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Kitchen organization
Dishes in the cabinet, food in the pantry, pot and pans under the stove. Okay, now where do you put everything else in your kitchen? Small appliances, flatware, cooking utensils and all of those little gadgets need a home too! Question is, where do you put them all in order to make the most of the space you have.

The first thing you want to do is go thru EVERYTHING! (Yeah, I know. You thought this was about organization. Bear with me here!) Start with your flatware. Do you really need 6 sets of steak knives? And since your youngest is now five years old, I don’t think they are using those baby spoons anymore. This is also a good time to see if you actually need more silverware. In my house the small spoon seems to disappear, so I picked up a few extra at a local dollar store. Next, on to the utensils. Who actually uses 3 hand can openers? Get rid of duplicates, broken and unused items. If it is something you one need once a year (like a turkey baster) then box it up and clearly label it for future use. But get it out of the kitchen. Move to the pantry next. Have a box ready for items you can donate to a local food bank or give to someone who will actually use them. It’s amazing what can hide in the back. Check the expiration dates and pitch anything past its’ prime. Cans that are bulging need to be tossed, as does anything you can’t identify. Get rid of open packages, stale crackers, whatever. If you haven’t used it by now, chances are you aren’t going to. Now, the job you have been waiting for – the plastics cabinet! Butter bowls – out they go! No lids – toss’em! Cracked, dented, melted – Out, out, out!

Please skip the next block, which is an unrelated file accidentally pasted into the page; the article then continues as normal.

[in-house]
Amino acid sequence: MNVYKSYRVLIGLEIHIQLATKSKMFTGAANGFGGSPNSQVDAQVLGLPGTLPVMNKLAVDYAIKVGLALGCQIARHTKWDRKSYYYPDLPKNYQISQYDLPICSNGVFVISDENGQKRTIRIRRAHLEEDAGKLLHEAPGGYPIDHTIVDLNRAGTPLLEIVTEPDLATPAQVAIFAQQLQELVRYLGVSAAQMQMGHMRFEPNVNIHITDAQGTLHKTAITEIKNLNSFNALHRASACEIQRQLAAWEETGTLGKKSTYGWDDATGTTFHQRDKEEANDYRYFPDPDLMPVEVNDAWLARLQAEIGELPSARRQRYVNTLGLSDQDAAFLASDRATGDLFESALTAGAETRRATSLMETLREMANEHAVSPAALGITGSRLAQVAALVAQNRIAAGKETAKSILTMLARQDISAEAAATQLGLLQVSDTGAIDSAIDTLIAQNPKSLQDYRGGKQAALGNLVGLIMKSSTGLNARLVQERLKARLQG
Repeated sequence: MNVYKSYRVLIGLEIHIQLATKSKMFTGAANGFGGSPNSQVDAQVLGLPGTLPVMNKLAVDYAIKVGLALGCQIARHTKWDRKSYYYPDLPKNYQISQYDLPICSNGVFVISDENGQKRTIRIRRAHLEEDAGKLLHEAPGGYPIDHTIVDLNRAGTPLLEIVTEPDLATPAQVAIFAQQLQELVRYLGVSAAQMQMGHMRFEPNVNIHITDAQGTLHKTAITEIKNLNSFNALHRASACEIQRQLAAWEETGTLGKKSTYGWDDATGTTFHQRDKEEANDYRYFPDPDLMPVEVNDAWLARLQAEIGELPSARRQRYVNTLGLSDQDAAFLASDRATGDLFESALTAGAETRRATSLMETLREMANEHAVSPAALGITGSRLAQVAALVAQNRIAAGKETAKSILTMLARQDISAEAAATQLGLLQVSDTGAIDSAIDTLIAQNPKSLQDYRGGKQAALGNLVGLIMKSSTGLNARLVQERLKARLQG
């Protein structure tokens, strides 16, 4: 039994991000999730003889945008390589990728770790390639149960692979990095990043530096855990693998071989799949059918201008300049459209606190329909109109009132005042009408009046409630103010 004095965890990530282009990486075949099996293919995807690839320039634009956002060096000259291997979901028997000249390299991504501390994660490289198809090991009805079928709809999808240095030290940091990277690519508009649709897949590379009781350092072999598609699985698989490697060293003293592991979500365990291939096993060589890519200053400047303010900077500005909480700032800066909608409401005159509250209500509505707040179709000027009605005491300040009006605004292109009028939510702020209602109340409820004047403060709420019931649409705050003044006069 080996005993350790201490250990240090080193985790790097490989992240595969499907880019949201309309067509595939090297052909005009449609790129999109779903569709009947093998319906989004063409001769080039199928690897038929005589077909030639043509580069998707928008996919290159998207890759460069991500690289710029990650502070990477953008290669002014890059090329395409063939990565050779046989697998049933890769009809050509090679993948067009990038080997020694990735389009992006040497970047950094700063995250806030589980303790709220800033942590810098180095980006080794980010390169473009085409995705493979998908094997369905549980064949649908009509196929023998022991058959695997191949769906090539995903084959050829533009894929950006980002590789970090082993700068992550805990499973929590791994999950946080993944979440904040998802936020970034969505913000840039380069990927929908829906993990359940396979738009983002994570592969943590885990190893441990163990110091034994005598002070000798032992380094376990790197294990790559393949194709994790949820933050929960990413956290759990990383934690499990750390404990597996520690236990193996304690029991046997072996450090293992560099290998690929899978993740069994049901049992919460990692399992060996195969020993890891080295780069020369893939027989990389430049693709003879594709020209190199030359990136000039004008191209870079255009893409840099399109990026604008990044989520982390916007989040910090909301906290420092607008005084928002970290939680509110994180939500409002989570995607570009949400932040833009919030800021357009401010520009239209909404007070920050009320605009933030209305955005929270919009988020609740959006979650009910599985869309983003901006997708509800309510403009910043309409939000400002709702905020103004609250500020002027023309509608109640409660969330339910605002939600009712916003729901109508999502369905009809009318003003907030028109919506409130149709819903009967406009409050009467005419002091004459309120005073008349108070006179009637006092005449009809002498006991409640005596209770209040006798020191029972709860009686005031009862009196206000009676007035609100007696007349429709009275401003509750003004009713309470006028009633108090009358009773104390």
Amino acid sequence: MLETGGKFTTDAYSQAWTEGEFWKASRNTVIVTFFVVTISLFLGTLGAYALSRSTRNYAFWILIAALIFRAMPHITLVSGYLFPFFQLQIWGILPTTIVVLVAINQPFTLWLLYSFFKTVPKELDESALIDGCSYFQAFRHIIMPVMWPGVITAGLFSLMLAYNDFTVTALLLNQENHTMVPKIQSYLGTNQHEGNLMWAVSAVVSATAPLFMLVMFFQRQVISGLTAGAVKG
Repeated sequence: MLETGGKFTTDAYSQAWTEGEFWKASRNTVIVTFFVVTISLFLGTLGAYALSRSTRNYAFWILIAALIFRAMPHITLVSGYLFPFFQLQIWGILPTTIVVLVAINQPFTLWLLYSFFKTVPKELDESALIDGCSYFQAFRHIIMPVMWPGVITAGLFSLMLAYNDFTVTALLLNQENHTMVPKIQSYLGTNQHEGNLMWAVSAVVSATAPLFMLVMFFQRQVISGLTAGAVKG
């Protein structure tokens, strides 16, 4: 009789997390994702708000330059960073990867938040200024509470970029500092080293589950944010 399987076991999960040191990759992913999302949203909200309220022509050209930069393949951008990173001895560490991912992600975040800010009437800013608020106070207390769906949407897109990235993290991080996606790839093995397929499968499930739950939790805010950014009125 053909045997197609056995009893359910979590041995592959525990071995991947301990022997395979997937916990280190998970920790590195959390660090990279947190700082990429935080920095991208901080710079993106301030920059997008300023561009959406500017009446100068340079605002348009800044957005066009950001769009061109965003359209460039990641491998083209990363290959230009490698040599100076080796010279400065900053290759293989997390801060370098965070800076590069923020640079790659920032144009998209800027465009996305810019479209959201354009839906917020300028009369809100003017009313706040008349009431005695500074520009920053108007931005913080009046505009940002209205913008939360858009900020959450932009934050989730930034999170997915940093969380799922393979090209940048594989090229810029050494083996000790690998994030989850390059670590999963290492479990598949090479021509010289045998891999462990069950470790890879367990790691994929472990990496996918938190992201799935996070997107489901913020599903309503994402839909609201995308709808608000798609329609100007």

Time to move down. Yes, we need to clean out under the sink! (Thought I forgot that, didn’t you?) Since this is where most people keep their cleaning supplies, it is especially important to keep this area clear of clutter. Items that you haven’t used in 6 months can be thrown out, since you obviously aren’t using them. And if it is more than 1 year old it needs to go. The chemicals in cleaning solutions can change over time. Not only will they not work as well, but they can break down – completely changing their chemical composition, which can be dangerous.

After you have finished cleaning out ALL of the cabinet in the kitchen, look at what is left. You will probably be surprised at the amount of room you now have. But, like most, I am sure it still needs to be organized.

First, let’s look at the area nearest the stove. Since this is where you do most of you cooking, the items you use the most here should be close for easy access. And unless you have an abundance of cabinets and drawers, it can be a little tricky to make this space workable. Start by making sure your utensils are within easy reach. Do this by placing them in a drawer next to or close to the stove. They also make racks for hanging utensils. Hanging spice racks are also an option. I have one that hangs directly over the stove. If you have room, you can also find racks for hanging your cookware. Not only do all of these racks make it easy to cook, they also free up valuable drawer, cabinet and counter space. And if you have a small kitchen, these are all probably at a premium. Decorative crocks are also handy for placing regularly used items. These can be placed right next to the work area and still look nice.